Health insurance problem

I plan on retiring at 62. I need health insurance, including eye and dental until I reach Medicare. When wife retires she will have her single plan paid for, but no dental or eye.

I have looked on the market place, and that is probably the way I will go. Some plans have dental, but I cannot add wife. Suggestions?

@Henrius You have any opinions on dental options?

Not Henrius, but after looking into dental insurance after losing ours, I concluded that it was not worth the money. May pay for cleanings and annual xrays, but one needs to look at what your dentist charges vs, premiums. I found it, at best, breakeven. Payments for more involved work usually take 2-3 years before insurance will pay.

I think vision coverage is about the same benefit, not much.

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I was afraid of that. Wife inherited her bad teeth. She does everything right, but I can see issues down the road. Thanks for the input.

Yes it’s frustrating that dental insurance is not insurance but a payment plan instead.

It’s not like you pay the first couple thousand out of pocket and then are covered by insurance. It unfortunately covers what you can easily cover yourself but not cover what insurance is supposed to cover

All individual policies are junk. Insurance companies have to have their cut for overhead and profit. Dentists who sign up for these risky-dink plans play games with upcoding procedures and charging for things usually free. Two articles on the subject:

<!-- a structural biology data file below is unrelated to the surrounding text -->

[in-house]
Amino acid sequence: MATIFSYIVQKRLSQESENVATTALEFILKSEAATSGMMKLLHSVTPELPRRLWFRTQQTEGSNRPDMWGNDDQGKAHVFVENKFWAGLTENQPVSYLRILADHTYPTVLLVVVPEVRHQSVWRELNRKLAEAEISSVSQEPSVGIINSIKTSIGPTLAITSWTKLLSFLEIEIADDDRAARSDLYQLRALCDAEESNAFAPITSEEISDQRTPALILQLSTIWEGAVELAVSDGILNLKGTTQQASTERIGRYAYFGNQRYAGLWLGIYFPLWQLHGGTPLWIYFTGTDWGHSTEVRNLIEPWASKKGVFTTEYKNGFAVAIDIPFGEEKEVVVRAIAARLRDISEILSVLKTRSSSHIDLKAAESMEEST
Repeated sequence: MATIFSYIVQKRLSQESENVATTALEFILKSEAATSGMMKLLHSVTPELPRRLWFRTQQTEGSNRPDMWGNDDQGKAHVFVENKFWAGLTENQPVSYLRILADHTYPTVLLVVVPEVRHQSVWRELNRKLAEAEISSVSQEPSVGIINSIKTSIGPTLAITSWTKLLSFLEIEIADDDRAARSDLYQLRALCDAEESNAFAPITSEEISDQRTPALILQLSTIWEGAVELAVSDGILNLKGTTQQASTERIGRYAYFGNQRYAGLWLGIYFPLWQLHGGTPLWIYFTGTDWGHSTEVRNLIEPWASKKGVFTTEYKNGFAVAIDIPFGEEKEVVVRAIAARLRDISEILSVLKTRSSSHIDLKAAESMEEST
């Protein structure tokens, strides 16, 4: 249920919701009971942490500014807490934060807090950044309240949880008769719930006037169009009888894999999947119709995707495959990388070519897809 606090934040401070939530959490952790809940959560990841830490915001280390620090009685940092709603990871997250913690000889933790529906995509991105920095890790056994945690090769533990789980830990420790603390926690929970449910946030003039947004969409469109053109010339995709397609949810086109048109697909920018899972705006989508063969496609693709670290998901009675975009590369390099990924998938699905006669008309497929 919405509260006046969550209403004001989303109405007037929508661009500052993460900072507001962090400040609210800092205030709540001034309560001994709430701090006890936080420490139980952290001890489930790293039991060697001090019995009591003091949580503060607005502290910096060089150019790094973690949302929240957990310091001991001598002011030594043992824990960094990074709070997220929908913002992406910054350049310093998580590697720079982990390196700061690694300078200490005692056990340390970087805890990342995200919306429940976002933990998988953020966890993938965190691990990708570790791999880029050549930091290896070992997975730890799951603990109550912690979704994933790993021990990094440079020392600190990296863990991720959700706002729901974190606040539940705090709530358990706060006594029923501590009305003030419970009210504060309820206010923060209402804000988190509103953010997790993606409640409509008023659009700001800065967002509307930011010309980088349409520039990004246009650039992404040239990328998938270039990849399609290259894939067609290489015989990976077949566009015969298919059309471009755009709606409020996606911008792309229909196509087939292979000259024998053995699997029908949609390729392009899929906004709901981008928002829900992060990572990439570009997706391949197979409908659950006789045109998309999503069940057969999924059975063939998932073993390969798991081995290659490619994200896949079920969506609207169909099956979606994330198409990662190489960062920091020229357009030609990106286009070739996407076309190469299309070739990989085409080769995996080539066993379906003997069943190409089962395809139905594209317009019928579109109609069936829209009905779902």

You have found out what most people find out. Think a “free” government dental addition to Medicare will be worth a hoot? Then I have got a bridge to sell you.

Please thank the government for increasing the cost of dental care via the 2.3% Obamacare tax on our equipment and supplies. Of course, economic illiterates like KCFlyer and Comrade Friday say increasing our costs don’t affect the prices of our services.

Also, thank the EPA for the new up-front and yearly costs imposed on dentists for a non-existent threat to wastewater.

But you don’t understand. It is impossible to insure for something you know you need on a recurring basis. It would be like insurance for replacing worn out tires on your car. Just how would that work? Better to save the money each month so you will have it to pay for the new tires when the time comes.

You insure for unexpected, catastrophic costs.

I had a bridge removed and am getting a couple of implants.

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That is the best pun on this forum to date.


Exactly that’s why it’s frustrating that dental insurance covers cleanings, X-rays, etc instead of covering crowns, root canals, bridges, and implants if necessary. The latter especially if a sinus lift is necessary can be quite expensive

Dental insurance should really only kick in if you have an expense over a certain amount, aka $2,000, $5,000, $10,000 and should only cover something unexpected not that you bought the insurance because you knew you needed dental work done

My wife has a dental plan that covers $2k per person but my dental plan covers up to $30k and is in network with her dentist. The kids have Medicaid but we don’t go to a dentist that accepts it

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The problem, like medical insurance, is purchasing only when there is a need. If dental insurance covered expensive things like implants and sinus lift grafts, people would only buy it when they knew they needed such expensive services.

Needing root canals is more likely unexpected. It can come out of the blue on a tooth that was crowned or filled a long time ago, for instance.

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Is there any dental insurance with a damn?

I’ll admit I spent most my career contract. So I don’t know shit about insurance. I was paid either per diem or per case. I was never a partner. So I never saw the bottom line.